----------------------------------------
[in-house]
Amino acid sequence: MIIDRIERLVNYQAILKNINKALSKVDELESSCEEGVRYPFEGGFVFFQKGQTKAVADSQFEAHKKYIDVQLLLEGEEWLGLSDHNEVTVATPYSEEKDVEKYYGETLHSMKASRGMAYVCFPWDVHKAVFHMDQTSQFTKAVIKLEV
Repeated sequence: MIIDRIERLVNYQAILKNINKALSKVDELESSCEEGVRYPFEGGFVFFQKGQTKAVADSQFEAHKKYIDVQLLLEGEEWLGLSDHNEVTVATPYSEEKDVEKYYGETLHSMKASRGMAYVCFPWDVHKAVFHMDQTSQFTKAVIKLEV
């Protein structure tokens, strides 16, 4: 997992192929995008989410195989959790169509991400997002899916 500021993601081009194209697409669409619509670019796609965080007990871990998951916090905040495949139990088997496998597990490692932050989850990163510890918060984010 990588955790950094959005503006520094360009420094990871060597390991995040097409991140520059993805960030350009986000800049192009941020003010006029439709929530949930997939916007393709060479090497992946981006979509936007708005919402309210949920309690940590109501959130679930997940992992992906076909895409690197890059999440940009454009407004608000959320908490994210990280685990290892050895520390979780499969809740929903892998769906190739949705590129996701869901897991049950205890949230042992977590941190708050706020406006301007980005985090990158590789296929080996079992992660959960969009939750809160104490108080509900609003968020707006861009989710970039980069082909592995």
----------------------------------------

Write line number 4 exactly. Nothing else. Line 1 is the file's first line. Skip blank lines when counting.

């Protein structure tokens, strides 16, 4: 997992192929995008989410195989959790169509991400997002899916 500021993601081009194209697409669409619509670019796609965080007990871990998951916090905040495949139990088997496998597990490692932050989850990163510890918060984010 990588955790950094959005503006520094360009420094990871060597390991995040097409991140520059993805960030350009986000800049192009941020003010006029439709929530949930997939916007393709060479090497992946981006979509936007708005919402309210949920309690940590109501959130679930997940992992992906076909895409690197890059999440940009454009407004608000959320908490994210990280685990290892050895520390979780499969809740929903892998769906190739949705590129996701869901897991049950205890949230042992977590941190708050706020406006301007980005985090990158590789296929080996079992992660959960969009939750809160104490108080509900609003968020707006861009989710970039980069082909592995």